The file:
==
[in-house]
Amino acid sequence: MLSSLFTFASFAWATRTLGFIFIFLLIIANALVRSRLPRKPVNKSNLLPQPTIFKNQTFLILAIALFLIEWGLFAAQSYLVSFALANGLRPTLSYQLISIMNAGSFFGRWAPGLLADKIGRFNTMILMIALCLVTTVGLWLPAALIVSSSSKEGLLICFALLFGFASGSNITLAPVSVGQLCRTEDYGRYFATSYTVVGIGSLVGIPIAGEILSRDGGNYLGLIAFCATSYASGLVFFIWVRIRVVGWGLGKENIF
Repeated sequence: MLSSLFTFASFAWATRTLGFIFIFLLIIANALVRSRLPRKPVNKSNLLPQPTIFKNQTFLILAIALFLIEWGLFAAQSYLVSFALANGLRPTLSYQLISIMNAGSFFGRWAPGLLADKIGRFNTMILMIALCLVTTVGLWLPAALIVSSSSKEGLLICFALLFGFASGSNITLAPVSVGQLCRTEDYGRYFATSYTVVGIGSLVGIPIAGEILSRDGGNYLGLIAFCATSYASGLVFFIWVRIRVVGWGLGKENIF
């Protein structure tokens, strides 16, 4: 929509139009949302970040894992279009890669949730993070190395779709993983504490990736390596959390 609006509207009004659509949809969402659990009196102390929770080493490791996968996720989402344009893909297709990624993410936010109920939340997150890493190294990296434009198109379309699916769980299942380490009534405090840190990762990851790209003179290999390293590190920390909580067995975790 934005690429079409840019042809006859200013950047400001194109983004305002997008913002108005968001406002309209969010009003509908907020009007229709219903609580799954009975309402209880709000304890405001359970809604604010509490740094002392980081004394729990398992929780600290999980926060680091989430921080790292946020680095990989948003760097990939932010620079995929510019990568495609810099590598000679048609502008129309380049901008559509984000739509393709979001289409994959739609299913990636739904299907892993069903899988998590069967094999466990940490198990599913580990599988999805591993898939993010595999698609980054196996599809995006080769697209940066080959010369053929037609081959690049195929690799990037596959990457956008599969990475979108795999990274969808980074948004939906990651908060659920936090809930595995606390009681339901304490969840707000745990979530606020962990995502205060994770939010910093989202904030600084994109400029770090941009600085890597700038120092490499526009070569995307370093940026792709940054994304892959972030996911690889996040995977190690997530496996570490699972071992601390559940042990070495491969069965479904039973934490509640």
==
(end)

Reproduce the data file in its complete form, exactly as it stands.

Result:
[in-house]
Amino acid sequence: MLSSLFTFASFAWATRTLGFIFIFLLIIANALVRSRLPRKPVNKSNLLPQPTIFKNQTFLILAIALFLIEWGLFAAQSYLVSFALANGLRPTLSYQLISIMNAGSFFGRWAPGLLADKIGRFNTMILMIALCLVTTVGLWLPAALIVSSSSKEGLLICFALLFGFASGSNITLAPVSVGQLCRTEDYGRYFATSYTVVGIGSLVGIPIAGEILSRDGGNYLGLIAFCATSYASGLVFFIWVRIRVVGWGLGKENIF
Repeated sequence: MLSSLFTFASFAWATRTLGFIFIFLLIIANALVRSRLPRKPVNKSNLLPQPTIFKNQTFLILAIALFLIEWGLFAAQSYLVSFALANGLRPTLSYQLISIMNAGSFFGRWAPGLLADKIGRFNTMILMIALCLVTTVGLWLPAALIVSSSSKEGLLICFALLFGFASGSNITLAPVSVGQLCRTEDYGRYFATSYTVVGIGSLVGIPIAGEILSRDGGNYLGLIAFCATSYASGLVFFIWVRIRVVGWGLGKENIF
């Protein structure tokens, strides 16, 4: 929509139009949302970040894992279009890669949730993070190395779709993983504490990736390596959390 609006509207009004659509949809969402659990009196102390929770080493490791996968996720989402344009893909297709990624993410936010109920939340997150890493190294990296434009198109379309699916769980299942380490009534405090840190990762990851790209003179290999390293590190920390909580067995975790 934005690429079409840019042809006859200013950047400001194109983004305002997008913002108005968001406002309209969010009003509908907020009007229709219903609580799954009975309402209880709000304890405001359970809604604010509490740094002392980081004394729990398992929780600290999980926060680091989430921080790292946020680095990989948003760097990939932010620079995929510019990568495609810099590598000679048609502008129309380049901008559509984000739509393709979001289409994959739609299913990636739904299907892993069903899988998590069967094999466990940490198990599913580990599988999805591993898939993010595999698609980054196996599809995006080769697209940066080959010369053929037609081959690049195929690799990037596959990457956008599969990475979108795999990274969808980074948004939906990651908060659920936090809930595995606390009681339901304490969840707000745990979530606020962990995502205060994770939010910093989202904030600084994109400029770090941009600085890597700038120092490499526009070569995307370093940026792709940054994304892959972030996911690889996040995977190690997530496996570490699972071992601390559940042990070495491969069965479904039973934490509640």